Interviewer: Lucy Vernall (Project Director, Ideas Lab)
Guest: Julia Hyland, Wellcome Trust funded medical effects make-up artist and Outreach Officer for the History of Medicine Unit, and Dr June Jones, Senior Lecturer in Biomedical Ethics
Additional info: The accompanying photos for this podcast can be found on Ideas Lab’s Flickr.
Intro VO: Welcome to the Ideas Lab Predictor Podcast from the University of Birmingham. In each edition we hear from an expert in a different field, who gives us insider information on key trends, upcoming events, and what they think the near future holds.
Lucy: Hello and welcome to the final Ideas Lab Predictor Podcast of 2011 and it’s a bit of a different one, we’re on location with the Outreach Officer for the History of Medicine Unit at Birmingham University, Julia Hyland. And Julia is also a medical effects make-up artist. So she’s sitting next to me doing her medical effects as we speak and Julia, do you want to tell us what it is you’re doing to this lady’s arm?
Julia: I’ve just started doing ringworm on my model here. This is the second ringworm I’ve done for the day. I shall be doing three on three separate skin tones. The products are all the same and we’re trying to ascertain whether skin conditions look different on different skin tones. So far we’ve done psoriasis on three separate models, we’ve done Kaposi’s sarcoma on three models and now I’m completing ringworm and the findings are quite revealing really in that, especially with the Kaposi’s sarcoma, the conditions look completely different.
Lucy: The noise we can hear in the background is a room full of students who’ve been your willing victims for today. They’re all here as models to have medical make-up applied to them. So just talk us through how you’re applying this ringworm.
Julia: These are pre-made dermatological conditions which I’ve made at home.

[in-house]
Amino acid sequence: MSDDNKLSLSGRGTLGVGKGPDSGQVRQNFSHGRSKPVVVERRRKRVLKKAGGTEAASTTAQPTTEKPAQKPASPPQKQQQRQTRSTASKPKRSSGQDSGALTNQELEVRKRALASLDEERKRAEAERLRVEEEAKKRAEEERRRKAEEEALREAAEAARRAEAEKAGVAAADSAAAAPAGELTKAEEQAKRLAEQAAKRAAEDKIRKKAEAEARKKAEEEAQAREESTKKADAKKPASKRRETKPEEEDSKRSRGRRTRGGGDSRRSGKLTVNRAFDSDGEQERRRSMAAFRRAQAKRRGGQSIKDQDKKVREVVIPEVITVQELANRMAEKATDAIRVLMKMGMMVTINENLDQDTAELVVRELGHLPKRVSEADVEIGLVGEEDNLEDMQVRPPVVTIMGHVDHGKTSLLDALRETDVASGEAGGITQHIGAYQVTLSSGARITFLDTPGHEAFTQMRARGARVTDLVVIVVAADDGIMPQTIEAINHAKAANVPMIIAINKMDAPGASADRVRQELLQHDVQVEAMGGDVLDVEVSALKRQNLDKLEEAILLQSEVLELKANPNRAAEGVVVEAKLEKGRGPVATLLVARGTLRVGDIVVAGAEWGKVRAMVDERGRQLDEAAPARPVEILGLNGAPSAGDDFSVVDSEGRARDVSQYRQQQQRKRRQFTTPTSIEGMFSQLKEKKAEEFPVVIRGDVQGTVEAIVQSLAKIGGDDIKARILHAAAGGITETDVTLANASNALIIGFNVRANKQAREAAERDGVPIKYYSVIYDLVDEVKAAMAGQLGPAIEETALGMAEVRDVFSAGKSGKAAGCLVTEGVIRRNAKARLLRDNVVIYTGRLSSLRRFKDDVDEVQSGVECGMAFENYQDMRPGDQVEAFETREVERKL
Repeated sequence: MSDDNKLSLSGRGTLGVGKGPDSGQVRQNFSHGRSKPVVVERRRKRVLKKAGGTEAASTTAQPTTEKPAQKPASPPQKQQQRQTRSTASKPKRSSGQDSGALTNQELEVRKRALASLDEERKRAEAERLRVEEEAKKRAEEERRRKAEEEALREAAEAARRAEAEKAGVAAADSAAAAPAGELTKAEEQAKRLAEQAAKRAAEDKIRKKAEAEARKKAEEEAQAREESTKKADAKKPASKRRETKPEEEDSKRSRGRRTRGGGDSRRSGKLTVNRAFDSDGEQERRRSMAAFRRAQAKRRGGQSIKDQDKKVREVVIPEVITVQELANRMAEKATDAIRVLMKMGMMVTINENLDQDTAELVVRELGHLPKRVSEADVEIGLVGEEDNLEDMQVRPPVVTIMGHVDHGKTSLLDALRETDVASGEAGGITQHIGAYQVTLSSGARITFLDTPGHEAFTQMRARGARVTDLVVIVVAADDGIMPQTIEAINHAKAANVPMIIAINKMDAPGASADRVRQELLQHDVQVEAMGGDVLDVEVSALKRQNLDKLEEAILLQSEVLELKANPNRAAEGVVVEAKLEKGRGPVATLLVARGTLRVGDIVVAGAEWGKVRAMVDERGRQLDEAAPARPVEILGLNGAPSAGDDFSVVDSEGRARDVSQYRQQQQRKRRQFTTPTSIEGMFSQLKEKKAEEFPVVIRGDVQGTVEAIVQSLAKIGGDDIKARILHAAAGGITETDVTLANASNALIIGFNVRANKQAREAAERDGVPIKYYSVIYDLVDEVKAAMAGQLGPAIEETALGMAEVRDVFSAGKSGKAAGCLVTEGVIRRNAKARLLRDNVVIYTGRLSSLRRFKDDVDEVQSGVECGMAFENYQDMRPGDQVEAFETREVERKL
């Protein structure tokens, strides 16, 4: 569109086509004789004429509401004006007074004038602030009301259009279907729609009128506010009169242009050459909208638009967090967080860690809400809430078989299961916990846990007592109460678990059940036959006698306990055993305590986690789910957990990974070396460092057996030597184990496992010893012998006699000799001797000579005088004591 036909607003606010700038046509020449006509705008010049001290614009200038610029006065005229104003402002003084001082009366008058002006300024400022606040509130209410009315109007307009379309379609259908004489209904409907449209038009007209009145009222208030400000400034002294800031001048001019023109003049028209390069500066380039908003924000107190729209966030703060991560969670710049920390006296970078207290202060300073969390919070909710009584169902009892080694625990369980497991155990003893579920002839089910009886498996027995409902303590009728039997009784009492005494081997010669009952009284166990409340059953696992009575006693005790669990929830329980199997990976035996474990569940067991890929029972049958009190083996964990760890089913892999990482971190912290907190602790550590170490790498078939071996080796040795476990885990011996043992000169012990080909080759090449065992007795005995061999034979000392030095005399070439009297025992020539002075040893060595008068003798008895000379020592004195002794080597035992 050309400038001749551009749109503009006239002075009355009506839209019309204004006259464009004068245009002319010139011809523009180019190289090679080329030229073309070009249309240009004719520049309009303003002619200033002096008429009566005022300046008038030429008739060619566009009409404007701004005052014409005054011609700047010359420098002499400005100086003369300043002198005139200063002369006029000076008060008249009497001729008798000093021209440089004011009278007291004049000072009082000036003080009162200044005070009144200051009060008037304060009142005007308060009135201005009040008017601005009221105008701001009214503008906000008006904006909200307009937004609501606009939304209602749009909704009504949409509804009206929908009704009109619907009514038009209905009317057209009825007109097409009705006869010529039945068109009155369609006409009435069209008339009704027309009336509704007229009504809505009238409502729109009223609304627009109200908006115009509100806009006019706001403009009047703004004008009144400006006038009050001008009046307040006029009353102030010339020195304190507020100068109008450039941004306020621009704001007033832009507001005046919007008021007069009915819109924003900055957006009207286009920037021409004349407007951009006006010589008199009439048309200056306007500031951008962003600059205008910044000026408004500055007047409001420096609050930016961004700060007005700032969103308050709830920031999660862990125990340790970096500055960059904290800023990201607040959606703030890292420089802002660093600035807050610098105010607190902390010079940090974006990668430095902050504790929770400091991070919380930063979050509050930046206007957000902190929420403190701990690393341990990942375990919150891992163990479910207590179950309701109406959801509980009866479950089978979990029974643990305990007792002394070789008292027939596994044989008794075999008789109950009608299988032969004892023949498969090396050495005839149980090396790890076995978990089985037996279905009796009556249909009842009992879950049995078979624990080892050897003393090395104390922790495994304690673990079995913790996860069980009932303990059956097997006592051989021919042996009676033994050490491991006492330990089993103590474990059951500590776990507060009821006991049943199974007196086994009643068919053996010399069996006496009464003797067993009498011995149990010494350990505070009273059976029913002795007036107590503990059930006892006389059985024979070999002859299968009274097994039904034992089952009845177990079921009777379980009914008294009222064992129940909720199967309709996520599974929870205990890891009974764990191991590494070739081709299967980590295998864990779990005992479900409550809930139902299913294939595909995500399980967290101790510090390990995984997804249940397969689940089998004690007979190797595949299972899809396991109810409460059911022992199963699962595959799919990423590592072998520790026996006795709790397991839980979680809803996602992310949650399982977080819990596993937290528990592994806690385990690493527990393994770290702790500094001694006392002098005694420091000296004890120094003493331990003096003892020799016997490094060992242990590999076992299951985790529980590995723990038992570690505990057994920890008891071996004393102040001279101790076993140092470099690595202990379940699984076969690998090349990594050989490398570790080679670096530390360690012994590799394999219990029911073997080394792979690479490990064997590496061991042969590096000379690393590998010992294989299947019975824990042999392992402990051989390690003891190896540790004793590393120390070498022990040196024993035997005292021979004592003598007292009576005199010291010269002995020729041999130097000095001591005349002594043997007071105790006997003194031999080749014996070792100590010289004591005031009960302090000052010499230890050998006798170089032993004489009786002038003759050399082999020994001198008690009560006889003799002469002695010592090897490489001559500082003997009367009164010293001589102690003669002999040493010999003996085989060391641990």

Lucy: And they’re a kind of silicone skin that you put over the top?
Julia: Yeah. They’re made in moulds and then they can be stuck onto any person. So they’re all the same, and so we can find out whether these represent differently on different skin tones.
Lucy: And then you’ve got make-up, different coloured make-up, you can put over the top.
Julia: Yeah and then make-up over them as well. So stick them on with specialist glues and specialist products and Sophie here has offered to have ringworm, which I’ve just finished, so how does that feel?
Sophie: It feels very strange. It looks like it should hurt but obviously there’s no pain in my arm.
Lucy: So we’ve just nipped out of the room because it’s very noisy in there to sit down with Dr June Jones who is Senior Lecturer in Biomedical Ethics. June, explain a little bit more about what’s been going on.
June: We’re looking at a project in dermatology on non-white skin because a third of our population in the West Midlands is non-white, so Julia and I are doing a project to try and see what the differences are of how dermatological conditions present on white and non-white skin.
Lucy: Because the point is they look very different. A condition that looks one way on white skin can look completely different on dark skin and that makes it really hard for GPs to diagnose.
June: Absolutely. We’ve just been applying Kaposi’s sarcoma. Julia’s been using exactly the same products but we’ve done it on white skin, slightly darker skin and then very dark skin and they look totally different.